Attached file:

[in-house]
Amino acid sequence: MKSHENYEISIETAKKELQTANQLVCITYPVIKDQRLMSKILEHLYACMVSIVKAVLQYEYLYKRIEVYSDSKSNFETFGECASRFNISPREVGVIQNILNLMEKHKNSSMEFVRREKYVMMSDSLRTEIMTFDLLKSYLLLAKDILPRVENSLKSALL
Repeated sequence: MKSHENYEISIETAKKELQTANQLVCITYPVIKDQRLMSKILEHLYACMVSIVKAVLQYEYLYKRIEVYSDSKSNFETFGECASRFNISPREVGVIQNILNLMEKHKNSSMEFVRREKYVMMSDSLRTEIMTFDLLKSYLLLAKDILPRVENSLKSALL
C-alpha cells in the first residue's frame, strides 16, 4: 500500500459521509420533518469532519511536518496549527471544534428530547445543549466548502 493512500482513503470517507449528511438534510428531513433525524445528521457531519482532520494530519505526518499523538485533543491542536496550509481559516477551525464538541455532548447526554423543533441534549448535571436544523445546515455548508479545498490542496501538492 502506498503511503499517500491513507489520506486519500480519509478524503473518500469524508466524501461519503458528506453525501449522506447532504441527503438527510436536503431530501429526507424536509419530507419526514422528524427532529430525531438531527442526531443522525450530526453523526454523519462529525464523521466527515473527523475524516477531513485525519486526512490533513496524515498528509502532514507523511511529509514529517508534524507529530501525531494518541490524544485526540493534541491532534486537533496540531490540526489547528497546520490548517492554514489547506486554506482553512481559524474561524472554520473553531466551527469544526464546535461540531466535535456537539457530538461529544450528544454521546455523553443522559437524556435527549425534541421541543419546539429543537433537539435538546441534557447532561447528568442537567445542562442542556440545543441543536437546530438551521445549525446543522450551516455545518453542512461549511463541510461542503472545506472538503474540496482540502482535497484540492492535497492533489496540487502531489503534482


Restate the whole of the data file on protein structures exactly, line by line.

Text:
[in-house]
Amino acid sequence: MKSHENYEISIETAKKELQTANQLVCITYPVIKDQRLMSKILEHLYACMVSIVKAVLQYEYLYKRIEVYSDSKSNFETFGECASRFNISPREVGVIQNILNLMEKHKNSSMEFVRREKYVMMSDSLRTEIMTFDLLKSYLLLAKDILPRVENSLKSALL
Repeated sequence: MKSHENYEISIETAKKELQTANQLVCITYPVIKDQRLMSKILEHLYACMVSIVKAVLQYEYLYKRIEVYSDSKSNFETFGECASRFNISPREVGVIQNILNLMEKHKNSSMEFVRREKYVMMSDSLRTEIMTFDLLKSYLLLAKDILPRVENSLKSALL
C-alpha cells in the first residue's frame, strides 16, 4: 500500500459521509420533518469532519511536518496549527471544534428530547445543549466548502 493512500482513503470517507449528511438534510428531513433525524445528521457531519482532520494530519505526518499523538485533543491542536496550509481559516477551525464538541455532548447526554423543533441534549448535571436544523445546515455548508479545498490542496501538492 502506498503511503499517500491513507489520506486519500480519509478524503473518500469524508466524501461519503458528506453525501449522506447532504441527503438527510436536503431530501429526507424536509419530507419526514422528524427532529430525531438531527442526531443522525450530526453523526454523519462529525464523521466527515473527523475524516477531513485525519486526512490533513496524515498528509502532514507523511511529509514529517508534524507529530501525531494518541490524544485526540493534541491532534486537533496540531490540526489547528497546520490548517492554514489547506486554506482553512481559524474561524472554520473553531466551527469544526464546535461540531466535535456537539457530538461529544450528544454521546455523553443522559437524556435527549425534541421541543419546539429543537433537539435538546441534557447532561447528568442537567445542562442542556440545543441543536437546530438551521445549525446543522450551516455545518453542512461549511463541510461542503472545506472538503474540496482540502482535497484540492492535497492533489496540487502531489503534482